SAINT Justin, Martyr
Justin was converted from a pagan philosopher to Christianity. He then became the most illustrious opponent of pagan philosophers. He died in 165.
Entrance Antiphon: Cf. Ps 118: 85
The wicked have told me lies, but not so is your law: I spoke of your decrees before kings, and was not confounded, alleluia.
O God, who through the folly of the Cross wondrously taught Saint Justin the Martyr the surpassing knowledge of Jesus Christ, grant us, through his intercession, that, having rejected deception and error, we may become steadfast in the faith. Through our Lord Jesus Christ, your Son, who lives and reigns with you in the unity of the Holy Spirit, one God, for ever and ever.
First reading: Ecclesiasticus 42: 15-26
I will remind you of the works of the Lord, and tell of what I have seen. By the words of the Lord his works come into being and all creation obeys his will. As the sun in shining looks on all things, so the work of the Lord is full of his glory. The Lord has not granted to the holy ones to tell of all his marvels which the Almighty Lord has solidly constructed for the universe to stand firm in his glory. He has fathomed the deep and the heart, and seen into their devious ways; for the Most High knows all the knowledge there is, and has observed the signs of the times. He declares what is past and what will be, and uncovers the traces of hidden things. Not a thought escapes him, not a single word is hidden from him. He has imposed an order on the magnificent works of his wisdom, he is from everlasting to everlasting, nothing can be added to him, nothing taken away, he needs no one’s advice. How desirable are all his works, how dazzling to the eye! They all live and last for ever, whatever the circumstances all obey him. All things go in pairs, by opposites, and he has made nothing defective; the one consolidates the excellence of the other, who could ever be sated with gazing at his glory?
Psalm 32(33): 2-9
R/ By the word of the Lord the heavens were made.
Give thanks to the Lord upon the harp, with a ten-stringed lute sing him songs. O sing him a song that is new, play loudly, with all your skill.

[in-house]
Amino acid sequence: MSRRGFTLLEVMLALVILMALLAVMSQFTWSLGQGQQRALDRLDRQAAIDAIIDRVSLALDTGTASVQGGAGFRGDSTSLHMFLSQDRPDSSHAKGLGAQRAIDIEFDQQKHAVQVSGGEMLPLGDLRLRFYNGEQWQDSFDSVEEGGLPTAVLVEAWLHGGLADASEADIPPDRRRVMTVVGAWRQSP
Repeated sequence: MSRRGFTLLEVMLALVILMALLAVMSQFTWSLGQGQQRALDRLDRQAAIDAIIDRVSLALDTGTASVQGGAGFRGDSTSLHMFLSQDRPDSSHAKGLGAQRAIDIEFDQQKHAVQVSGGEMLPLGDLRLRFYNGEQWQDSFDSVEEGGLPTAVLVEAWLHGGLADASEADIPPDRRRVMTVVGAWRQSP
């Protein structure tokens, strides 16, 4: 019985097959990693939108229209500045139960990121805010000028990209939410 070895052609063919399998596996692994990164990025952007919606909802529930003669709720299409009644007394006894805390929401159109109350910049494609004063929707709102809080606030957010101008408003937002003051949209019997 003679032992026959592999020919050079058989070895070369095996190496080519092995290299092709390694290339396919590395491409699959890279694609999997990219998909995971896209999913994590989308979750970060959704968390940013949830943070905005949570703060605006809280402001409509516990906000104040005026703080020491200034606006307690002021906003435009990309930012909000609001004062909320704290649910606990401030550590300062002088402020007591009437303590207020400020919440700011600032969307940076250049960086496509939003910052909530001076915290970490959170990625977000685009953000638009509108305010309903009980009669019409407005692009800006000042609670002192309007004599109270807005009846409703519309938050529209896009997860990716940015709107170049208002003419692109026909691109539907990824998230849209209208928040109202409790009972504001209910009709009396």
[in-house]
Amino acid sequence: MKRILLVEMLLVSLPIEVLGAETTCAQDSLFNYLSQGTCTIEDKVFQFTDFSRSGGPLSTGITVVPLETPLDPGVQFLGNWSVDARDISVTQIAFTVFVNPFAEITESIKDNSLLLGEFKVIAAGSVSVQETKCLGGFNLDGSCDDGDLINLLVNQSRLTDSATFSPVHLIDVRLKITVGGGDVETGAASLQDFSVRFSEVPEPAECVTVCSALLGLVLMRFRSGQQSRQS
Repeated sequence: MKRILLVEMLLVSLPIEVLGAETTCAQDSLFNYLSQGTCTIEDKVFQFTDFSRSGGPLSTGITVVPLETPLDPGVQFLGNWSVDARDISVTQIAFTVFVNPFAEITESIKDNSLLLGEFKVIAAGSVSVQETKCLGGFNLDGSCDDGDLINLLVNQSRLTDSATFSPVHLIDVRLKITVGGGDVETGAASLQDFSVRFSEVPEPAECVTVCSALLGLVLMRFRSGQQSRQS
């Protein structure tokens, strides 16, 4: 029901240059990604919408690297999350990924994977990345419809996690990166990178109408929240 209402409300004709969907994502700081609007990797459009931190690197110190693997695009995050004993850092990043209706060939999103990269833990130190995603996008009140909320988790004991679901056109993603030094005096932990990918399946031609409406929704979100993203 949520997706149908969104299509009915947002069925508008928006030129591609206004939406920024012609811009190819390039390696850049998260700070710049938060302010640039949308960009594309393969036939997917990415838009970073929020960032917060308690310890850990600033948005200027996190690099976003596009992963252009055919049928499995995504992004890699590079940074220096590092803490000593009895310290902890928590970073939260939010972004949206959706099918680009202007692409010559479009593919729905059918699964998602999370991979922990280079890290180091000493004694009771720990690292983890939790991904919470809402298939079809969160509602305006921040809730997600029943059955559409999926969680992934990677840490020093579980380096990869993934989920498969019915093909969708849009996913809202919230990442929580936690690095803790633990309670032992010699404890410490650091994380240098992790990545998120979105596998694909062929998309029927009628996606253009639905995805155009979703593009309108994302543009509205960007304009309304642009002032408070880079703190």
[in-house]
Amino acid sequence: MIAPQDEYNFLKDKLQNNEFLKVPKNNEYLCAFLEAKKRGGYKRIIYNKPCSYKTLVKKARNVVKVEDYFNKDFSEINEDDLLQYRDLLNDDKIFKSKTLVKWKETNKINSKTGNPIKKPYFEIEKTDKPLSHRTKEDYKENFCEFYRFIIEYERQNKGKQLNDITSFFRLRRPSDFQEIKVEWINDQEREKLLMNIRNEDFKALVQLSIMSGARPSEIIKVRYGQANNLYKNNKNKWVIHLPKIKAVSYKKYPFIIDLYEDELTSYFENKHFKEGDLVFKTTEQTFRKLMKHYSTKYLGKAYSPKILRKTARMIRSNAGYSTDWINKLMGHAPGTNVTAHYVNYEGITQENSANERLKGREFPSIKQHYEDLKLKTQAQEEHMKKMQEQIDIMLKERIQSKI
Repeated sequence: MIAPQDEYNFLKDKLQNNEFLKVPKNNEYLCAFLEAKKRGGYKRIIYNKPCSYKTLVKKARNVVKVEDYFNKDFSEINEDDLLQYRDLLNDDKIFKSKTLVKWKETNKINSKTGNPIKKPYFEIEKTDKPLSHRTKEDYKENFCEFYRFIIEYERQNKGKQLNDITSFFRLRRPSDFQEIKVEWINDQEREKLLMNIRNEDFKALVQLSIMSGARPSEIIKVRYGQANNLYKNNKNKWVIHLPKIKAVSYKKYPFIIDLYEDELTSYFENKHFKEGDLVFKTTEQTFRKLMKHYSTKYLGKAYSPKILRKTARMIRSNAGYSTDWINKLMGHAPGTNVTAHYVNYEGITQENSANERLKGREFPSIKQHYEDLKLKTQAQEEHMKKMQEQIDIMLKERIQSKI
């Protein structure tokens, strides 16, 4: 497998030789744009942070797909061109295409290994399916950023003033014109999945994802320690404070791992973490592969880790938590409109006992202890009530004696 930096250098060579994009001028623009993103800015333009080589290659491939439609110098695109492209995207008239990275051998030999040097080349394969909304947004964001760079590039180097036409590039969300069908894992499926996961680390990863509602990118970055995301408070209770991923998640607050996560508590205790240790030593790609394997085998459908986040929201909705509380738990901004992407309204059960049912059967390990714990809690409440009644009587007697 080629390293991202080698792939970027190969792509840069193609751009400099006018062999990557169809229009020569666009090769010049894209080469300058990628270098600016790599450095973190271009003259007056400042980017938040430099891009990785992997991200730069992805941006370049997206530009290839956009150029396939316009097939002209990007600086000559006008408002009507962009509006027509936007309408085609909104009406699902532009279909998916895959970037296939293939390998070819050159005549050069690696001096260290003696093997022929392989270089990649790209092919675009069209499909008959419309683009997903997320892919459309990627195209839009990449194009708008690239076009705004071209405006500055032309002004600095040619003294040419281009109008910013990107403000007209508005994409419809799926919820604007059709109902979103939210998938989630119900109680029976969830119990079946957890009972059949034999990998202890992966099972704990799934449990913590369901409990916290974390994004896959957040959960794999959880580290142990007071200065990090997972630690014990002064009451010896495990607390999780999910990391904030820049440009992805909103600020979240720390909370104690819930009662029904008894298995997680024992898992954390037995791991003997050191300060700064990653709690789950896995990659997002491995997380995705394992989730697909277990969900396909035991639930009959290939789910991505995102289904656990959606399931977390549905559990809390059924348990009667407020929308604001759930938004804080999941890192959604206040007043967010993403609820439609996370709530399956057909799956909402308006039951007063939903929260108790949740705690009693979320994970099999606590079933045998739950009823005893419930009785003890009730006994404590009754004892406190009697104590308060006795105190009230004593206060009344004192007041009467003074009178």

For the word of the Lord is faithful and all his works to be trusted. The Lord loves justice and right and fills the earth with his love.
By his word the heavens were made, by the breath of his mouth all the stars. He collects the waves of the ocean; he stores up the depths of the sea.
Let all the earth fear the Lord all who live in the world revere him. He spoke; and it came to be. He commanded; it sprang into being.
Gospel Acclamation: cf. Ps129: 5
Alleluia, alleluia! My soul is waiting for the Lord, I count on his word. Alleluia!
Gospel: Mark 10: 46-52
As Jesus left Jericho with his disciples and a large crowd, Bartimaeus (that is, the son of Timaeus), a blind beggar, was sitting at the side of the road. When he heard that it was Jesus of Nazareth, he began to shout and to say, “Son of David, Jesus, have pity on me.” And many of them scolded him and told him to keep quiet, but he only shouted all the louder, “Son of David, have pity on me.” Jesus stopped and said, “Call him here.” So they called the blind man. “Courage,” they said “get up; he is calling you.” So throwing off his cloak, he jumped up and went to Jesus. Then Jesus spoke, “What do you want me to do for you?” “Rabbuni,” the blind man said to him, “Master, let me see again.” Jesus said to him, “Go; your faith has saved you.” And immediately his sight returned and he followed him along the road.
Prayer over the Offerings
Grant us, we pray, O Lord, that we may celebrate worthily these mysteries, which Saint Justin strenuously defended. Through Christ our Lord.
Communion Antiphon: Cf. 1 Cor 2
I resolved to know nothing while I was with you except Jesus Christ, and him crucified.
Prayer after Communion
Refreshed by heavenly food, we humbly implore you, O Lord, that, attentive to the teaching of Saint Justin the Martyr, we may abide at all times in thanksgiving for the gifts we have received. Through Christ our Lord.
Jesus’ passage sets the crowd abuzz. When the blind beggar asked, they said, “It’s Jesus of Nazareth who is passing by.” So with all his strength, even though he was lost in this large crowd, he shouted: “Jesus, Son of David, have mercy on me”. The people rebuked him and ordered him to be quiet. But Jesus finally heard his cry and asked them to call him. And he asked him, “What do you want me to do for you?” The experience of a changing humanity is Jesus’ provoking question. Yet in doing so, he helps us to ask the real questions: “What do I want?” Or “what is my true desire?” Can I fight with all my might today for what I want? It is in our desires that God comes to speak to us. For our deepest desires make us better aware of God’s desires for us, and how much God desires to be with us. Grant us grace in this humanity focused on You.